Slip Joint

A chase mortise joint, or one formed by slipping the edge of a board, etc, into a dovetailed, rectangular, or other groove or chase, is so called. By cutting channels in the proper direction for the dowel holes, a new board may be slipped into place in a do welled floor without disturbing the existing dowels.

Slip Feather Joint occurs when equal-sized grooves are worked on the edges of two boards so that there may be closely fitted into and between them either a slip of fir cut more or less obliquely across the grain, or else a slip of wood harder than the boards, or even, as frequently happens, a strip or tongue of hoop iron. This cross tongue or slip of wood is, as well as the iron tongue, denominated a slip feather, which, however, when of wood is sometimes of dovetail section, and then it has to be inserted endwise. The slip feather in a keyed mitre joint loses this designation as soon as fixed.

Splice Joint

This occurs in handrailing, as noticed under Handrail Joint.

Sprigged Joint

Sprigged Joint is made in joiner's work when mouldings, instead of being stuck or struck in the solid on the edge of framing, etc, are merely worked on separate slips and planted on, or laid in, or bradded, or sprigged, to produce, if possible, an equal effect.

Spring Joint

Spring Joint is one that is improperly loose, and often very objectionable in stairs and flooring, causing a springy step or board.

Square Joint

This is the same as a Butt Joint.

Square Edged Joint occurs in boarding when the butting edges are either merely sawn square or else shot true.

Straight Joint

One that is continued for some distance in the same direction without a break. In flooring the straight joint floor obtains its name from the longitudinal joints having no breaks, owing to the boards being gauged to the same width.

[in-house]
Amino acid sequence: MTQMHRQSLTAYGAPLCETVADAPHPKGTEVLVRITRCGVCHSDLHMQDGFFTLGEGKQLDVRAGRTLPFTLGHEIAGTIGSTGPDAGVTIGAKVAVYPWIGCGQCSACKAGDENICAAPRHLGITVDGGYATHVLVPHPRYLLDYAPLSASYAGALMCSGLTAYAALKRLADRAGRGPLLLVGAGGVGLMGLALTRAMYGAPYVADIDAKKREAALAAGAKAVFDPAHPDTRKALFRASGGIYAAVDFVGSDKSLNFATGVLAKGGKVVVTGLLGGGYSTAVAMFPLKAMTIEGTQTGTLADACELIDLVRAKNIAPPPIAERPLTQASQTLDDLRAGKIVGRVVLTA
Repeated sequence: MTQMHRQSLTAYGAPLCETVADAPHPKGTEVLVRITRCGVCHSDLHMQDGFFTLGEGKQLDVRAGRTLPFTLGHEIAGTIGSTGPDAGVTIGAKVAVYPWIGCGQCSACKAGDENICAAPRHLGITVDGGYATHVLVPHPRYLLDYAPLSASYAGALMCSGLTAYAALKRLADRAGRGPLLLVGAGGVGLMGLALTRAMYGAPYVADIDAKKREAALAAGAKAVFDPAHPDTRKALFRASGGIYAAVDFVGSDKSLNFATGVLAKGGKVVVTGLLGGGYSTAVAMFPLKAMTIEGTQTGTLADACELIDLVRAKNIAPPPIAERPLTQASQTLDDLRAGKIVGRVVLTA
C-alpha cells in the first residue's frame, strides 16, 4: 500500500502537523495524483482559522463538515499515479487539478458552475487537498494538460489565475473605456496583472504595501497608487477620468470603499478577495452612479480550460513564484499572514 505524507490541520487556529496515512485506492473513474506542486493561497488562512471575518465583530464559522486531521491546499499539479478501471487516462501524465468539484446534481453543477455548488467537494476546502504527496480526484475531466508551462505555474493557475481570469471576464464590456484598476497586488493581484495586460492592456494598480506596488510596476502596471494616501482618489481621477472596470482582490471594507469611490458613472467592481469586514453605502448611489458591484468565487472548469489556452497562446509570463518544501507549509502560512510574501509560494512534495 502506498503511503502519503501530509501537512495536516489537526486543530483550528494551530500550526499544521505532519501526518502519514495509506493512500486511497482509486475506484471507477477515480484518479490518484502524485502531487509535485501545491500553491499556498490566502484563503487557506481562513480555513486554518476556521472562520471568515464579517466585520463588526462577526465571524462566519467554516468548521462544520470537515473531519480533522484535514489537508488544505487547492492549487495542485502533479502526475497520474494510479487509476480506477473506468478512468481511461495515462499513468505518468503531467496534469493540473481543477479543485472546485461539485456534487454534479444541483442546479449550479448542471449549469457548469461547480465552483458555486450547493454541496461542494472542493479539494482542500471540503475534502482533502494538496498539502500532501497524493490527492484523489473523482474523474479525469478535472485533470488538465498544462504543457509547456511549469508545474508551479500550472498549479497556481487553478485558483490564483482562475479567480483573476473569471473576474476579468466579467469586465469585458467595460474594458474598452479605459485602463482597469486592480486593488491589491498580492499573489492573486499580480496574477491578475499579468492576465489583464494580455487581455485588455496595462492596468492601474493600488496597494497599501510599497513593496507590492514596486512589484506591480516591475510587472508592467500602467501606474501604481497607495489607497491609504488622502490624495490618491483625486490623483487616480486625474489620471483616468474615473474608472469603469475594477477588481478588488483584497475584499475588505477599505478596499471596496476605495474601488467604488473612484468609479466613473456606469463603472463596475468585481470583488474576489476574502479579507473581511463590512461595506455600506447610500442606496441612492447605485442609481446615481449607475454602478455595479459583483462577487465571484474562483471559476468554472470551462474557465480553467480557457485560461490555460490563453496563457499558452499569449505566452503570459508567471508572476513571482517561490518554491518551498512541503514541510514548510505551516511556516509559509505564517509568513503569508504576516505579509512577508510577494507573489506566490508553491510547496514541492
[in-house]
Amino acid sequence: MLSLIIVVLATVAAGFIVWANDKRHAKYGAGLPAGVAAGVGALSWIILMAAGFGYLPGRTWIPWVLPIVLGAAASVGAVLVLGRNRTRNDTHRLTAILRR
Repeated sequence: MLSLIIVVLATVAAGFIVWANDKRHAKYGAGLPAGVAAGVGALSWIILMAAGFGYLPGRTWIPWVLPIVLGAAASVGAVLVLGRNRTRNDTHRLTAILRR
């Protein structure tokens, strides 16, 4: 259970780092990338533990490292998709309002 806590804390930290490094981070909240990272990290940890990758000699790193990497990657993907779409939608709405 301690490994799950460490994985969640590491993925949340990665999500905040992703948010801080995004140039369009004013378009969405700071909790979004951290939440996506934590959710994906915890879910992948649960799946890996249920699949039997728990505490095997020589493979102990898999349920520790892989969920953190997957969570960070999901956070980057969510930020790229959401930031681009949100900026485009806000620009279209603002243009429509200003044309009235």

This has been described under Chamfered Joint.

Water-Tight Joint

This may be made either to retain or not admit water. A slip feather between boards forms an excellent joint when the former is the object. The angle joint necessary in uniting the parts or sides of water trunks, cisterns, troughs, etc, may be either plane or similar to that known and described as cistern joint, but in any case it must be sufficiently close to be impervious. Cistern covers are sometimes protected at the joints by laying over them saddle-back fillets so throated as to form in conjunction with grooves in the boards water channels along each side of the joint. A junction, however, that is devised not to admit water is, perhaps, more correctly styled a weather or weather-tight joint.

Weather Joint

This has been already defined in Section III. and elsewhere. Bain and wind are as far as possible kept out of the meeting stiles of casements, as explained under Hook Joint, and at the hanging stiles by opposite grooves in the stiles and rebates forming channels leading to another in the wood sill, from which holes convey the water off to the outside. Sometimes the stiles and rebates are tongued and grooved. It is a more difficult matter to prevent wet from entering between the bottom rails and sill when the casement opens inwards. The most usual device is some form of galvanised iron or metal water bar screwed to the oak sill with an overlapping throated weather board. The water bar may be hinged so as to fall flat when the casement is opened and return to its normal position when it is again closed. A small india-rubber tube fastened to the wood sill by means of a projecting edging or lap, and secured just under the bottom rail, has been substituted for a water bar, and sometimes the rails and pitch pine or oak sill are both rebated and grooved so as to interlock. A grooved channel should always run along the wood sill with communications bored through to the outside to conduct the water that beats into the room back again to its more appropriate quarters. Small fillets, called water fillets, are nailed over the joints of flaps, trap and other doors, etc, to keep out rain, and splash boards are placed for the same reason slantwise on the bottom rails of outer doors. In skylights in a sloping or lean-to roof the frame of the light is grooved to fit down upon a corresponding wood or metal tongue in the curb or lining, and the glass projects over the bottom rail without any horizontal bars. Under Sliding Joint will be found an allusion to a similar protective arrangement suitable, amongst other applications, to a slightly inclined running light of a raised skylight on a flat roof.